From Terry Foster, The Detroit News: As Kobe Bryant stood at the free-throw line at The Palace during the Lakers’ visit last season, Michael Lampp stood, cupped his hands and screamed: “MVP! MVP! MVP!” Not an unusual scene, by any stretch. But it is considering Lampp was rooting against his hometown Pistons. “To me he is a legend,” Lampp said. “He is the best player in the game. I know a lot of people will say LeBron James. I think Kobe is in a different category. He lives to take that last shot. He is the most clutch athlete I have ever seen and I cheer for him every time he comes around.” Tonight, when the Lakers visit again, there likely will be hundreds of purple-and-gold Bryant jerseys in the stands.

AP Photo/Morry Gash

AP Photo/Morry Gash

After two consecutive losses one had to figure that the Lakers would enter Milwaukee ready to play and looking to end their losing ways.  Mission accomplished.  The Lakers have officially bounced back after taking down the Bucks 118-107 to improve their record to nine up, two down on the season.  But in the first half it didn’t look like it would actually go that way…

And that’s because Milwaukee was firing on all cylinders on offense.  If you look strictly at the numbers from the first half you’d think that this game was just Sunday’s effort against the Suns redux.  The Bucks were hitting a very high percentage of their three point shots and the Lakers just couldn’t seem to defend effectively.  In fact, in the comments of the game thread you saw folks coming to that exact conclusion.  However, after reviewing the first half I can say that wasn’t really the case.  Despite the Bucks hanging 59 points on the Lakers through the first 24 minutes, most of those shots were either great makes on the types of shots you want a team shooting or decent looks from so-so shooters that happened to go down.  Whether it was Drew Gooden firing up long twos or the Lakers (correctly) going under screens on Brandon Jennings and the young Buck draining threes, the Lakers really weren’t giving up the types of looks that would hurt them over the course of an entire game.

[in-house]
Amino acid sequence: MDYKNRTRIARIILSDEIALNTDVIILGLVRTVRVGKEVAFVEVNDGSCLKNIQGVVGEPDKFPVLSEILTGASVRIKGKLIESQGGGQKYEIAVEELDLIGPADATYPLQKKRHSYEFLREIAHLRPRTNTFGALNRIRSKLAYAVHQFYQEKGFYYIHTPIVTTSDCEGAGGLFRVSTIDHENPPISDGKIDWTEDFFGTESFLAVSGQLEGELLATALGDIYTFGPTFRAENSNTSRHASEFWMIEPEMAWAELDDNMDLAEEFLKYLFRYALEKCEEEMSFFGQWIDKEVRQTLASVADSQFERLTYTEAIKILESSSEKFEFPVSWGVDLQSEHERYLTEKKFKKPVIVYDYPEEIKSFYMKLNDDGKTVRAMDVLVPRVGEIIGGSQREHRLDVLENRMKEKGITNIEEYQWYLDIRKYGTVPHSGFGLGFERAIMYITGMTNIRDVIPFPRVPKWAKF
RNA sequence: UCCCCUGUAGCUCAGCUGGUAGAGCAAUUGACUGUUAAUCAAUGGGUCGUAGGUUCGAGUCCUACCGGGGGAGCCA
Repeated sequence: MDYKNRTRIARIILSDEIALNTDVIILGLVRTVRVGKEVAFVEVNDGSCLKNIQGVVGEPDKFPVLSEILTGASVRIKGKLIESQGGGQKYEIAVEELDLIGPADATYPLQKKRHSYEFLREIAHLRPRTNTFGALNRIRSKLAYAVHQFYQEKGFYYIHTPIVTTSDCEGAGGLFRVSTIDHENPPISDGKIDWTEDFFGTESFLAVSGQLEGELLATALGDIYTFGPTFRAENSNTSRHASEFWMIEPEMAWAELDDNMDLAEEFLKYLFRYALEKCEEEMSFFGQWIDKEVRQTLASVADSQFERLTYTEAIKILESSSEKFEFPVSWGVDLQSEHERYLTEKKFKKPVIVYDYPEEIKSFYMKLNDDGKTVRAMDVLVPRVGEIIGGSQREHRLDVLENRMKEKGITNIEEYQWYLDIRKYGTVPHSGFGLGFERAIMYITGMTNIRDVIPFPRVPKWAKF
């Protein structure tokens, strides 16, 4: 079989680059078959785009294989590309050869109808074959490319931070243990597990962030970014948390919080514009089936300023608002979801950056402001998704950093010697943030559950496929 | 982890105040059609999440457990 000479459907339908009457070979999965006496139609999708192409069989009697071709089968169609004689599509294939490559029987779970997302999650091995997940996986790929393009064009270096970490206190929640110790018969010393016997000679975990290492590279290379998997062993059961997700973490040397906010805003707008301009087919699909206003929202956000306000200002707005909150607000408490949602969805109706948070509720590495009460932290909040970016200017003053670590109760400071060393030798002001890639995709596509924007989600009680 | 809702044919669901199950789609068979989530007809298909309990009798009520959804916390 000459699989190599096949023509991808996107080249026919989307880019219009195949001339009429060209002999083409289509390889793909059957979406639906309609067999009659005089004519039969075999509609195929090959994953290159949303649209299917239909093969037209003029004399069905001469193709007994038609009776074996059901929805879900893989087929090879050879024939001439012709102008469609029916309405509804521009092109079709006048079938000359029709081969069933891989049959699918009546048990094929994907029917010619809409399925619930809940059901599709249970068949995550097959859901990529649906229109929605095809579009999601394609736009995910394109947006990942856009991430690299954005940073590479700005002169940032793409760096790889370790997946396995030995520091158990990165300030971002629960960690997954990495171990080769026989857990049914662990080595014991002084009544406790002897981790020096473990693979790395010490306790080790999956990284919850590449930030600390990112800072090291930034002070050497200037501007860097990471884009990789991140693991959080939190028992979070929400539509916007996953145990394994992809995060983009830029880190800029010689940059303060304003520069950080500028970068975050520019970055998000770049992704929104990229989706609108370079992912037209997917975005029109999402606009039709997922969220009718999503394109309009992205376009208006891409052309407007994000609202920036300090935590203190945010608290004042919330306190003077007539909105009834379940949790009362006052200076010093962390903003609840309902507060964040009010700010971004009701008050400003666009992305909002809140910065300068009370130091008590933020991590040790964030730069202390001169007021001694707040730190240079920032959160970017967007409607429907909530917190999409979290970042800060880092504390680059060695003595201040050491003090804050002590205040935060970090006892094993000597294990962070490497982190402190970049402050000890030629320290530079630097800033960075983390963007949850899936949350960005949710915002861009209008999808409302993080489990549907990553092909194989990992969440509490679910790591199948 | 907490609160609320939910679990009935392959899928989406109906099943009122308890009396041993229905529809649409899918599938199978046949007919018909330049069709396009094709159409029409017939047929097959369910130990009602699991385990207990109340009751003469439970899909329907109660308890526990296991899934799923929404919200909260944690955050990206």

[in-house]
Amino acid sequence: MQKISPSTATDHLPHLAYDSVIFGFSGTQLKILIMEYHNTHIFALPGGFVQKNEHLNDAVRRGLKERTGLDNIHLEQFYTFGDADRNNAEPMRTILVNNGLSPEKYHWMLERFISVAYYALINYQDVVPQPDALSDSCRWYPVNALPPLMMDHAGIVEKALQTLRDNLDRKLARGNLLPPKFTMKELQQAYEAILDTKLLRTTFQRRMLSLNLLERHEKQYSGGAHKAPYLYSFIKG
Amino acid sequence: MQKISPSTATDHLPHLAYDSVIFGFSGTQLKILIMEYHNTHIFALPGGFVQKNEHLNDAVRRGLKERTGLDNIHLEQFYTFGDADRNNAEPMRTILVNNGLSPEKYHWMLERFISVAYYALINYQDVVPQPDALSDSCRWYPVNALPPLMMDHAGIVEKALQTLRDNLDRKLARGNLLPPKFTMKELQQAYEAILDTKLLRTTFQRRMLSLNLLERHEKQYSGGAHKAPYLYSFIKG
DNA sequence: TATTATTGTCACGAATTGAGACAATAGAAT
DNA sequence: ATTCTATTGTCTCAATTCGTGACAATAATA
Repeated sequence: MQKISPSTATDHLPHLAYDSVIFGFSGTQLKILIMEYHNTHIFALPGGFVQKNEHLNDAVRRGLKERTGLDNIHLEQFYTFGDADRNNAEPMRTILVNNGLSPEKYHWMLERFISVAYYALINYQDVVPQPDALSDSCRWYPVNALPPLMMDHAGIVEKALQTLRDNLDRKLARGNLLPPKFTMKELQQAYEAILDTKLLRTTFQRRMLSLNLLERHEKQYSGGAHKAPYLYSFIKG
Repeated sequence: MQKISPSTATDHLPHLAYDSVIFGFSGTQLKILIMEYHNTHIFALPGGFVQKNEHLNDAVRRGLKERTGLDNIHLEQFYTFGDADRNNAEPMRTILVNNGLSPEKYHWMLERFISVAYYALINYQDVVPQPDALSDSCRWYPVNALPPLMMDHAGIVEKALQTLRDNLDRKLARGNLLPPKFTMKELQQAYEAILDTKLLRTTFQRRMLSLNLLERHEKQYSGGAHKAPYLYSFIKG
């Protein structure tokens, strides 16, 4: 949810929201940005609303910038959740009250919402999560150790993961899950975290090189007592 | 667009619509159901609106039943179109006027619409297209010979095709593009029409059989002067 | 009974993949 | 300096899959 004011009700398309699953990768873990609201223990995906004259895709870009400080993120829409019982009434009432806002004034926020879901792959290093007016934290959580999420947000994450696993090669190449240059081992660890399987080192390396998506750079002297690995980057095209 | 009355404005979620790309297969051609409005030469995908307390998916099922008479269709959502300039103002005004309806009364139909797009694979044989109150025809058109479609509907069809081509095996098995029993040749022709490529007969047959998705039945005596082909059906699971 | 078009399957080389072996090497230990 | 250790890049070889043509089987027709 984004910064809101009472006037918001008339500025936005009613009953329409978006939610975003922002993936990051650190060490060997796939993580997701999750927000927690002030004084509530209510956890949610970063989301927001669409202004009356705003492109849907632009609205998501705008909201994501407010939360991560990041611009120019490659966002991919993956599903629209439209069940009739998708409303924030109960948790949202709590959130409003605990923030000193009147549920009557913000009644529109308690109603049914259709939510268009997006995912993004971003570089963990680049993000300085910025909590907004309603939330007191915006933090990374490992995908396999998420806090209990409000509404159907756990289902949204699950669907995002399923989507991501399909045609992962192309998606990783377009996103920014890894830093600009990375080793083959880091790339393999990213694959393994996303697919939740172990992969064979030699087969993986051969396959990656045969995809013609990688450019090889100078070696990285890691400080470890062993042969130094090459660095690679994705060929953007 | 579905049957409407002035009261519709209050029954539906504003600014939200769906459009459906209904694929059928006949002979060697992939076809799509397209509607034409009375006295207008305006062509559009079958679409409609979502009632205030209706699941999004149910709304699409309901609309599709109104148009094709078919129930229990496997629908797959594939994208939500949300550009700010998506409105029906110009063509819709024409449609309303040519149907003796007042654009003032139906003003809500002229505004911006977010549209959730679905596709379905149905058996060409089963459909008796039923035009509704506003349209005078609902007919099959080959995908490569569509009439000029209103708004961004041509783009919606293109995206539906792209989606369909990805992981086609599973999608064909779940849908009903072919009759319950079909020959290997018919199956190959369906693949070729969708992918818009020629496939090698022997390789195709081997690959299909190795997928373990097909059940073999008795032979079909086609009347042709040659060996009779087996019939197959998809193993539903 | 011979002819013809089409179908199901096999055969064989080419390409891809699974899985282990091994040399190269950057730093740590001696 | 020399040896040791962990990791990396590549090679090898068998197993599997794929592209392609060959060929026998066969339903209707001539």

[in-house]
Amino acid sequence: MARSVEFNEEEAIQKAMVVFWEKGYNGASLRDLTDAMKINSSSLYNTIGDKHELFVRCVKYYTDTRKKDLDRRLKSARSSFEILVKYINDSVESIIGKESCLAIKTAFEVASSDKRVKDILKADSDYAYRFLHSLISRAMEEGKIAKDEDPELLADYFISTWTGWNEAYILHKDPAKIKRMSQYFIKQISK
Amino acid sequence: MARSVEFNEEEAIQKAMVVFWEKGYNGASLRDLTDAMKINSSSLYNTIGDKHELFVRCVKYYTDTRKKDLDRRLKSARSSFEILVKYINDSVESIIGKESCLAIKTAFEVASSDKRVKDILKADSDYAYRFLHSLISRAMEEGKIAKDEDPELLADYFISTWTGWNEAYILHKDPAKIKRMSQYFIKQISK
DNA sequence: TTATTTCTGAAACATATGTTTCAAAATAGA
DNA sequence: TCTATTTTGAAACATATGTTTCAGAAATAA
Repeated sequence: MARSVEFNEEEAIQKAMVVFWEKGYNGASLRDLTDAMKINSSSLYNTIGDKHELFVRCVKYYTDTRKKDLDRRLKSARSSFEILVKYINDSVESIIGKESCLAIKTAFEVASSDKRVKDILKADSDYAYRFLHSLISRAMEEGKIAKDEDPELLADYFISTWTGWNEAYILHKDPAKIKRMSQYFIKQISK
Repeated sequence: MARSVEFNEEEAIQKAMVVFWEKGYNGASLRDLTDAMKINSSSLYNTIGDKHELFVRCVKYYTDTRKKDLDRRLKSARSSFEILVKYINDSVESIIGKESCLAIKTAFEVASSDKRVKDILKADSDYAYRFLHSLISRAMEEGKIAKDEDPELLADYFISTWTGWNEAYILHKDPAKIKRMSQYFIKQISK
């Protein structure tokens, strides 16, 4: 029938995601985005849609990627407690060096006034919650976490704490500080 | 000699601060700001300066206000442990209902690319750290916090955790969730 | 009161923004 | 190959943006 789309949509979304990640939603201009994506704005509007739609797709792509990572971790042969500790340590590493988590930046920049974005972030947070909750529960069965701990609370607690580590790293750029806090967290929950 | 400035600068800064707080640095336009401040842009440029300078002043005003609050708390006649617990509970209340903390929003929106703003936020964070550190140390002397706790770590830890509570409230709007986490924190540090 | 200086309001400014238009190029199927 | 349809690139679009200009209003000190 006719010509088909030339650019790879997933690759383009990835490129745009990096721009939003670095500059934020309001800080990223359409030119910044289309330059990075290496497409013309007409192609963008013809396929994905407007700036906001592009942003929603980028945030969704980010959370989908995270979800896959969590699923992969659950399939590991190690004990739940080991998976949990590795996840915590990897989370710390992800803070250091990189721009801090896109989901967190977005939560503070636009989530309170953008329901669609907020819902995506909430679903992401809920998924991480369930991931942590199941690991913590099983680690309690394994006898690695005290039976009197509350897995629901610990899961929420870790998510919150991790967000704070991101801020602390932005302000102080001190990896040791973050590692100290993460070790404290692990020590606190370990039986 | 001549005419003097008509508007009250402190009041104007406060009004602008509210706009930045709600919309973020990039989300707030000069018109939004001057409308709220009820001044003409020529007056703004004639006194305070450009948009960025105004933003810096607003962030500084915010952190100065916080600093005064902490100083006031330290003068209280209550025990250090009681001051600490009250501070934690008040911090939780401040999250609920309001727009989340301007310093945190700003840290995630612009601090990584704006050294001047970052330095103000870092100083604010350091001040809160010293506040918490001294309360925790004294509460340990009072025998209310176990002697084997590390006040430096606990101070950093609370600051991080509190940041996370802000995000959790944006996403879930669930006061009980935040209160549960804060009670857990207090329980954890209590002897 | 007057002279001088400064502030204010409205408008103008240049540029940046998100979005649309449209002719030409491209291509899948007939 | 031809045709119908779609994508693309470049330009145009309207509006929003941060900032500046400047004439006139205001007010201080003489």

Don’t get me wrong, on several defensive possessions the Lakers were beat easily off the dribble and/or didn’t close out effectively.  On many other possessions, the Bucks used the successful strategy employed by the Suns, Nuggets, and T-Wolves and pushed the ball up court against a sluggish transition defense in order to get good looks while the Lakers scrambled to recover.  But so many of the Bucks makes actually came on defense that I could live with.  Shots were contested but fell anyways.  And when that’s the case, you tip your cap and try to get your own bucket on the other end to keep pace.  And the Lakers did just that, all the while hoping that the offensive display the Bucks were putting on wouldn’t last.  Well guess what?  It didn’t.

In the 2nd half, the Bucks began to miss some of those long jumpers and the Lakers just continued to plug away on offense in order to keep the game close enough where any sort of patented Laker push would be enough to get them over the hump.  Primarily using a Kobe-centric attack, the Lakers attacked the paint both off the dribble and in the post and either got good shots or drew fouls.  When the Bucks started to collapse into the paint, the Lakers made the correct pass to open shooters and gave the guys on the perimeter a chance to get up good looks against the sagging D.  Overall, it just seemed like a matter of time before the Lakers would get the needed stops and make enough shots of their own to pull away.

Which is exactly what happened.  In the fourth quarter with Kobe on the bench and a “run the offense” group of Blake, Shannon, Walton, Barnes, and Gasol in the game the Lakers ramped up the execution on both sides of the ball and started to pull away.  Crisp passes led to easy dunks by Gasol and Barnes.  Tightened defense and improved rebounding led to open court chances where the Lakers guards got some of the most open shots they’d see all game.  Led by Shannon Brown’s 4th quarter explosion of deep jumpers (have I mentioned that we should let Shannon shoot?) the Lakers ultimately pushed their lead to 10 points and never looked back.  By the time that Kobe and Odom checked back in with a shade under 7 minutes remaining, this game was essentially in hand with both teams trading baskets the rest of way.